Leon Panetta, former secretary of defense and director of the Central Intelligence Agency, will receive the Frank and Bethine Church Award for Public Service on Jan. 18 at a dinner honoring him in the Boise State University Stueckle Sky Center.
The event is in conjunction with the 32nd annual Frank Church Conference, “Clash of Cultures: The Middle East in Turmoil.” The conference is scheduled for Jan. 15 in the Student Union Simplot Ballroom. Speakers include Ambassador Thomas Pickering, former under secretary of state and ambassador to six countries.
“Secretary Panetta has had a long and distinguished career in public service that began in Congress when Frank Church was Senator,” said Garry Wenske, executive director of the Frank Church Institute. “He represents the best tradition of leadership to the nation and the legacies of Frank and Bethine Church.”
The Jan. 15 conference is free and open to the public, but reservations will be required for the Jan. 18 dinner. More information on how to reserve a seat will soon be available at sps.boisestate.edu/frankchurchinstitute, or call (208) 426-2941.
In addition to his cabinet positions, Panetta served as a U.S. representative from California for nine terms and as White House chief of staff for President Bill Clinton. Upon leaving the Clinton administration in 1997, Panetta and his wife established the Panetta Institute for Public Policy, based at California State University, Monterey Bay.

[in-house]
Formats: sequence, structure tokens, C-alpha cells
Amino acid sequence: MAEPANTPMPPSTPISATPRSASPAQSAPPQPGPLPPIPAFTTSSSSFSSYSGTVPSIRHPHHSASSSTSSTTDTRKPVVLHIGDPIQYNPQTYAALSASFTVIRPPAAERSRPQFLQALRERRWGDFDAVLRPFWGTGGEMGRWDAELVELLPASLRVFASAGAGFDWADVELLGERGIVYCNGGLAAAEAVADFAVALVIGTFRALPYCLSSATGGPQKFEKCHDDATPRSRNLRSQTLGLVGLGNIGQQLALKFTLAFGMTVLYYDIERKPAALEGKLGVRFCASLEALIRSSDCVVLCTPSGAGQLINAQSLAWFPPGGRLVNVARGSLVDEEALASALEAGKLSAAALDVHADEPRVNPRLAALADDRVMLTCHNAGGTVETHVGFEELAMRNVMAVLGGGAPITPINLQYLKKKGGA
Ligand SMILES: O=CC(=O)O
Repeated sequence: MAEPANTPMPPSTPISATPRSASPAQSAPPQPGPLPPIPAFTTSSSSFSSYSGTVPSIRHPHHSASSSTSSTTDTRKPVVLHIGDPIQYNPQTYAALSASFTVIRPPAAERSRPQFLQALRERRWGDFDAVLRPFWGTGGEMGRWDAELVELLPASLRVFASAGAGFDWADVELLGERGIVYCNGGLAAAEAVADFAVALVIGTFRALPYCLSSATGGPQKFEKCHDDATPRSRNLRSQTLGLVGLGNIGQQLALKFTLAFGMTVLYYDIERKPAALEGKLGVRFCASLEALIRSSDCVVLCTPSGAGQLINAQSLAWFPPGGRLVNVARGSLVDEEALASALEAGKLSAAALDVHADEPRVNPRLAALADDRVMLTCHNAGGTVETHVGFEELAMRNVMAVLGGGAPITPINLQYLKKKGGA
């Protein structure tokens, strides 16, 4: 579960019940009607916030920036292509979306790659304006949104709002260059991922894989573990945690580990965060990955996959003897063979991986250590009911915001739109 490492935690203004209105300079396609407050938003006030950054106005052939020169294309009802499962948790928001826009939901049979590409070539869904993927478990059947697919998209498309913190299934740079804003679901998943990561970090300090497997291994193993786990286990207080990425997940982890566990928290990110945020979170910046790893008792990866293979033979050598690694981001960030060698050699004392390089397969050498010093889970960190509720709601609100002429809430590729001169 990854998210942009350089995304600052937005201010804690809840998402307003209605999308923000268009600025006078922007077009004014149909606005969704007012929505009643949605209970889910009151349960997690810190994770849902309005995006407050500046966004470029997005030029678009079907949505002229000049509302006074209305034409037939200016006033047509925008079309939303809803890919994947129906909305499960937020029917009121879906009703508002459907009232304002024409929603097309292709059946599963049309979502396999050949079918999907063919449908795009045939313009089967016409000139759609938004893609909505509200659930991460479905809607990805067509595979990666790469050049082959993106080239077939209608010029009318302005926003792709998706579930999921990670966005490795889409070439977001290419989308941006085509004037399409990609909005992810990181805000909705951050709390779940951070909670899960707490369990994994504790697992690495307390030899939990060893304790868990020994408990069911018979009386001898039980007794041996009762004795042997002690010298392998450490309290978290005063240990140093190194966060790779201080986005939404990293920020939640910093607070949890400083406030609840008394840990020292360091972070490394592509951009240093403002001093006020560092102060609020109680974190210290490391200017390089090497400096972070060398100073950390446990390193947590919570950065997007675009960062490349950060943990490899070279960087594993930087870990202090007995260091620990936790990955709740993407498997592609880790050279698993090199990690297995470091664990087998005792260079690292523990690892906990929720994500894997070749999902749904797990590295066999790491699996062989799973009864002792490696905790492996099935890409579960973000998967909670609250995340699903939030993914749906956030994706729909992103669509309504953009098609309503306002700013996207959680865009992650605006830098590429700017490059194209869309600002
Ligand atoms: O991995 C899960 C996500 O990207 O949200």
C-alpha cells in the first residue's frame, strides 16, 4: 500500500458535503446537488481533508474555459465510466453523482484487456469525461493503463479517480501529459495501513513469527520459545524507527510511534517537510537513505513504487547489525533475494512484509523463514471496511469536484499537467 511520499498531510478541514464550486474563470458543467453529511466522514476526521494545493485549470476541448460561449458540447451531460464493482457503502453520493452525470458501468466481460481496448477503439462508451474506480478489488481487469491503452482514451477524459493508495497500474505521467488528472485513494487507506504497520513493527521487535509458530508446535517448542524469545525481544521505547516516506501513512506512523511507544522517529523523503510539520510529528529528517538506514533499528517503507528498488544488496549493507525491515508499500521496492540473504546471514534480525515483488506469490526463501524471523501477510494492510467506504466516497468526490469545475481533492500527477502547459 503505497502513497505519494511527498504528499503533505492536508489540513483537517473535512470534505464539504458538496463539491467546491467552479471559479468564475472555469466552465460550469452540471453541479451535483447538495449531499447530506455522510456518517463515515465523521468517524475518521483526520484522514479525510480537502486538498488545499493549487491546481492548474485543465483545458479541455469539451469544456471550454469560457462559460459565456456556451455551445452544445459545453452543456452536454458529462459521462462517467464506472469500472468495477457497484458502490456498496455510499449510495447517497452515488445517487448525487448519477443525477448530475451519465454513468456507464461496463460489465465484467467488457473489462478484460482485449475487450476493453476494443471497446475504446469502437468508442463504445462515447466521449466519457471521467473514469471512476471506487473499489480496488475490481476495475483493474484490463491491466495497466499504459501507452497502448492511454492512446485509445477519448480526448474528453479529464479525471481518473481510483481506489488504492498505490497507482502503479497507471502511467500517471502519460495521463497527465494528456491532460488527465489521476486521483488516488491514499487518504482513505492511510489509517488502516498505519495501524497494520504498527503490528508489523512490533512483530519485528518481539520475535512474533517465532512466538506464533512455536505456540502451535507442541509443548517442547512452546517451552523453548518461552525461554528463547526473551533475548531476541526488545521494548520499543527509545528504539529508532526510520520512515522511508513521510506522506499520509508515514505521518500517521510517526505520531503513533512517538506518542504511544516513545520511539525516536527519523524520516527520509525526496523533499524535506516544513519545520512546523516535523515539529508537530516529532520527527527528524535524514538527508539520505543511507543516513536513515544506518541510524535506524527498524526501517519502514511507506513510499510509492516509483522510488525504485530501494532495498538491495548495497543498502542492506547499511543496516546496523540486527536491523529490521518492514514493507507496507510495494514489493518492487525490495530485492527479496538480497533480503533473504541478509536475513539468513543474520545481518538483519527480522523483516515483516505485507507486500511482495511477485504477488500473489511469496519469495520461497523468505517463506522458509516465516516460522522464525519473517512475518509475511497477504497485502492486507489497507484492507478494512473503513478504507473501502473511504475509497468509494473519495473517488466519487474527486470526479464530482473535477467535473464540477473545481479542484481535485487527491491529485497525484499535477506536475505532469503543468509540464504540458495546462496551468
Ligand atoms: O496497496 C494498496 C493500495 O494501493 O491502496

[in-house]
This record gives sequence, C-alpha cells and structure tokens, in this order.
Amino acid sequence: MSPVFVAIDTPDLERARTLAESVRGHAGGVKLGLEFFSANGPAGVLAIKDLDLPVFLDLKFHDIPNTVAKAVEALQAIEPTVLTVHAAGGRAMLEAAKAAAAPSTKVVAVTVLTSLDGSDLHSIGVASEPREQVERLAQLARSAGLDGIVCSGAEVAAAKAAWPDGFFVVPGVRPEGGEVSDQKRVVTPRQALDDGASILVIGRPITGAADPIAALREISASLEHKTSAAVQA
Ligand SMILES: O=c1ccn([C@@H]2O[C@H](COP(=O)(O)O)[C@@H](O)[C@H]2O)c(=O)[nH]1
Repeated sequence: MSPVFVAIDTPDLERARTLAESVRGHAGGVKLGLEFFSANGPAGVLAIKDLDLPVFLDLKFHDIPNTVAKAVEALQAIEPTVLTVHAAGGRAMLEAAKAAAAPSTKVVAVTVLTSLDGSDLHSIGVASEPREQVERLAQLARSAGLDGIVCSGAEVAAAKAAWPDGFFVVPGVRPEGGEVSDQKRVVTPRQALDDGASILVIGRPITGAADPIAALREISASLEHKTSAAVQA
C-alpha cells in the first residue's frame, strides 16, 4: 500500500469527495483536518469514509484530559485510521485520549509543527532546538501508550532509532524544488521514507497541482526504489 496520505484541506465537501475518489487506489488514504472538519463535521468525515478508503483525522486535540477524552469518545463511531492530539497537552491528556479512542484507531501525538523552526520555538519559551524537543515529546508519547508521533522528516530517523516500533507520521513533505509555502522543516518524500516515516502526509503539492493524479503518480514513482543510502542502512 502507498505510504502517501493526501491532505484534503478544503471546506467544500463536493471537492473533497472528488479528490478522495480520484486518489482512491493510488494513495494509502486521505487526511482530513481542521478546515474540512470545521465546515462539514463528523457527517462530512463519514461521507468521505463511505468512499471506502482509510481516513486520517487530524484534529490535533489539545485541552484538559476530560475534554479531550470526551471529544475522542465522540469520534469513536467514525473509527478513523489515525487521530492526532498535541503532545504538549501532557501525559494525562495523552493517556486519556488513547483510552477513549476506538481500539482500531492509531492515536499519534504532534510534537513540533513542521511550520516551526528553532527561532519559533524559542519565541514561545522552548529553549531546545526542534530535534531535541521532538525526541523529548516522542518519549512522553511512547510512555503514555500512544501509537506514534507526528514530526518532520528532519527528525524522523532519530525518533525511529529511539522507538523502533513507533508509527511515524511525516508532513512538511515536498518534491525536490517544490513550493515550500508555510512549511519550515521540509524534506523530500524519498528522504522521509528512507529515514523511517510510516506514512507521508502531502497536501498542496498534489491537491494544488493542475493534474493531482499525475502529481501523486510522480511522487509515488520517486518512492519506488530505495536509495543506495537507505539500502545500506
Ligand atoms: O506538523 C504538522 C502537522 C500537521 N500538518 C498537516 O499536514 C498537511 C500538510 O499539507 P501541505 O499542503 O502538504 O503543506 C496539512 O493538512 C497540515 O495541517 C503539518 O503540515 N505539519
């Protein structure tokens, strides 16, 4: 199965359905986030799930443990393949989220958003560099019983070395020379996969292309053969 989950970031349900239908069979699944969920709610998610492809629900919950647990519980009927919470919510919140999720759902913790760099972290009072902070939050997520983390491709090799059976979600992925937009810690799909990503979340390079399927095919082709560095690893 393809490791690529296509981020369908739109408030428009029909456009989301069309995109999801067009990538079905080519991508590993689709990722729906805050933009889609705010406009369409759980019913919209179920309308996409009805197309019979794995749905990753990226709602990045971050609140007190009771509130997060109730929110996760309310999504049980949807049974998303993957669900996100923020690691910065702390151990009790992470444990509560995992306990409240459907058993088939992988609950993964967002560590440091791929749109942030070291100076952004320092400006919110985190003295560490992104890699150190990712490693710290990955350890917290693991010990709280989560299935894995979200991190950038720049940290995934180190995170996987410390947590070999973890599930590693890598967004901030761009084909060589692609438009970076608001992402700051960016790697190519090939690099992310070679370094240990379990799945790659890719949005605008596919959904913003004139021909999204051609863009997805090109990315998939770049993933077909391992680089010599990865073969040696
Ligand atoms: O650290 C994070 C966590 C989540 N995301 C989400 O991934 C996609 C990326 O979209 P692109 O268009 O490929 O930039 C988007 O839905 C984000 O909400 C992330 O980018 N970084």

Reflecting Panetta’s own ideals and personal example, the nonpartisan, not-for-profit study center seeks to attract thoughtful men and women to lives of public service and prepare them for the policy challenges of the future. In addition, Panetta developed programs for the institute, such as its Leon Panetta Lecture Series, Congressional Internship Program and the Leadership Seminar, which all help to inform Americans about the critical issues facing our communities, states and nation in the 21st century. Institute programs also aim to inspire a deeper engagement in the democratic process while simultaneously setting a public example of service and commitment.
Returning to public service in the Obama administration as director of the CIA, Panetta ran the operation that brought Osama bin Laden to justice, and as secretary of defense led the effort to develop a new defense strategy, conduct critical counter terrorism operations, strengthen U.S. alliances and open up opportunities for everyone to serve in the military. He chronicles his life in public service in his best-selling memoir “Worthy Fights,” which was published by Penguin Press in fall 2014.
Panetta currently serves as co-director of the Panetta Institute for Public Policy with his wife, Sylvia.